A columnist, writing in the Bulletin, has paid a fitting and...

Bulletin

A columnist, writing in the Bulletin, has paid a fitting and happy tribute to Mary Baker Eddy, the Discoverer and Founder of Christian Science, when commenting on the fiftieth anniversary of the founding of her church, the Church of Christ, Scientist. From his acquaintance with her he is in a good position to testify to the fact that "her energy and clearness of mind were remarkable."

Not so happy, however, is his statement, so far as it is intended to apply to Mrs. Eddy, that "death justifies its motto, 'I can last and win.'" The enduring vitality of Mrs. Eddy's discovery disproves the correctness of this motto. Mrs. Eddy's life-work was well done, and it lives on, continually gaining momentum. The reading of her textbook, "Science and Health with Key to the Scriptures," continues to do its work, healing disease and destroying sin. Mrs. Eddy's own words, written in "Miscellaneous Writings" (P. 166), may very fittingly be applied to her own life and work: "The monument whose finger points upward, commemorates the earthly life of a martyr; but this is not all of the philanthropist, hero, and Christian. The Truth he has taught and spoken lives, and moves in our midst a divine afflatus."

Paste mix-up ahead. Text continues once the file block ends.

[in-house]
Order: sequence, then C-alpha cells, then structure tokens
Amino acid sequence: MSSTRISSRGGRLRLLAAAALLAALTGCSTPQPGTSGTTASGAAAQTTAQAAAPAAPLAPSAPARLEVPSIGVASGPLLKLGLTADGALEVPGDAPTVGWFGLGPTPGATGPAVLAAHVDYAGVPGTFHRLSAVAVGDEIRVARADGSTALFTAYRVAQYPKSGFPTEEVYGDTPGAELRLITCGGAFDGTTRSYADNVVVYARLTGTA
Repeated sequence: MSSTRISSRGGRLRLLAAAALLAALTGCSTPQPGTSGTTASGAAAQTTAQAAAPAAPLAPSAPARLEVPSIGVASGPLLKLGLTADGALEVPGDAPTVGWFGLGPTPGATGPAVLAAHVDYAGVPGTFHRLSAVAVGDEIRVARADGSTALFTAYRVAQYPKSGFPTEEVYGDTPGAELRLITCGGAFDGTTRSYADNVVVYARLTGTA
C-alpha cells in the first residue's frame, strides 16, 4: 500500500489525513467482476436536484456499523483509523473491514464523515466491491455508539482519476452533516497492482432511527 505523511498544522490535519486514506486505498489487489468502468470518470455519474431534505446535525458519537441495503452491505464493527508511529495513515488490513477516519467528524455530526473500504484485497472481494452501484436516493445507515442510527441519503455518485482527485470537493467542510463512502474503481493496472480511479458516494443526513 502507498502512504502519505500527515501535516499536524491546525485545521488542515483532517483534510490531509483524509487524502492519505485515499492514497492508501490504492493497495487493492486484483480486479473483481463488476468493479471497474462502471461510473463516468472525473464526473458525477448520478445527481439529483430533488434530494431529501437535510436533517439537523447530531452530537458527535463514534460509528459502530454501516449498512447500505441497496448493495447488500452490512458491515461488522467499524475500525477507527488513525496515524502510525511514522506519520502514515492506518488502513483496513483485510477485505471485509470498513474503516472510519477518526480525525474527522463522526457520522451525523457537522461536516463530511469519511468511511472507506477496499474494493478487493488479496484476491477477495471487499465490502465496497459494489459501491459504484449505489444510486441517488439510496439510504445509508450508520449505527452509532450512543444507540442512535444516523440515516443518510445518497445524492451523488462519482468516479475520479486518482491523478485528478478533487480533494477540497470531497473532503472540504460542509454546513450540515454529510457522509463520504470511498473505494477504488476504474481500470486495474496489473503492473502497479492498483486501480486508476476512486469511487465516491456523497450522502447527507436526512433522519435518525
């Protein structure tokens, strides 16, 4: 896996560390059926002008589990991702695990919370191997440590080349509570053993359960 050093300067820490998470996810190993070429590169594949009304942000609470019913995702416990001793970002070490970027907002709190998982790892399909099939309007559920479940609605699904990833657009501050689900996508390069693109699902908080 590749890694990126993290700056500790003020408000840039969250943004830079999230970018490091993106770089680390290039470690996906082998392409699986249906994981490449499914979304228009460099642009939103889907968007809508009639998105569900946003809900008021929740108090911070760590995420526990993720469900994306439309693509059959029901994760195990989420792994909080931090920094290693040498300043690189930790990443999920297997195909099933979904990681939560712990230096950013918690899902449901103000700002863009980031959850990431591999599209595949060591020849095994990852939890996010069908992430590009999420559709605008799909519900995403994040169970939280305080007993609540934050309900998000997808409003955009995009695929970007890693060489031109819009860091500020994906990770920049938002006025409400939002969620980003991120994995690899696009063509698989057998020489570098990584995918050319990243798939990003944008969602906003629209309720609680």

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Editorial
Criticism, Grace, and Order
April 12, 1930
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